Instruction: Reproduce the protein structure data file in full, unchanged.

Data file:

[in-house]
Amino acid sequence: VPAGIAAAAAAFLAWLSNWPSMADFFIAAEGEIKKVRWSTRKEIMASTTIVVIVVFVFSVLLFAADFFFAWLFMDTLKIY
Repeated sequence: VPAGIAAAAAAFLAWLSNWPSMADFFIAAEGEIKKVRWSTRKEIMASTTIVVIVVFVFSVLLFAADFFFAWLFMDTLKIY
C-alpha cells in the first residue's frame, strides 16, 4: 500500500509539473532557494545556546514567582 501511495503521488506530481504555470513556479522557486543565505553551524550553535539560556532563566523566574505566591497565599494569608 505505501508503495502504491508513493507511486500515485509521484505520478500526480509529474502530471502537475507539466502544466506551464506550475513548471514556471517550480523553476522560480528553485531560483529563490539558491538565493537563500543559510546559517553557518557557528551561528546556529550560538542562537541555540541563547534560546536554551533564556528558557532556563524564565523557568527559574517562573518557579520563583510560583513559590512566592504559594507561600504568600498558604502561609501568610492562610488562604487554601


[in-house]
Amino acid sequence: VPAGIAAAAAAFLAWLSNWPSMADFFIAAEGEIKKVRWSTRKEIMASTTIVVIVVFVFSVLLFAADFFFAWLFMDTLKIY
Repeated sequence: VPAGIAAAAAAFLAWLSNWPSMADFFIAAEGEIKKVRWSTRKEIMASTTIVVIVVFVFSVLLFAADFFFAWLFMDTLKIY
C-alpha cells in the first residue's frame, strides 16, 4: 500500500509539473532557494545556546514567582 501511495503521488506530481504555470513556479522557486543565505553551524550553535539560556532563566523566574505566591497565599494569608 505505501508503495502504491508513493507511486500515485509521484505520478500526480509529474502530471502537475507539466502544466506551464506550475513548471514556471517550480523553476522560480528553485531560483529563490539558491538565493537563500543559510546559517553557518557557528551561528546556529550560538542562537541555540541563547534560546536554551533564556528558557532556563524564565523557568527559574517562573518557579520563583510560583513559590512566592504559594507561600504568600498558604502561609501568610492562610488562604487554601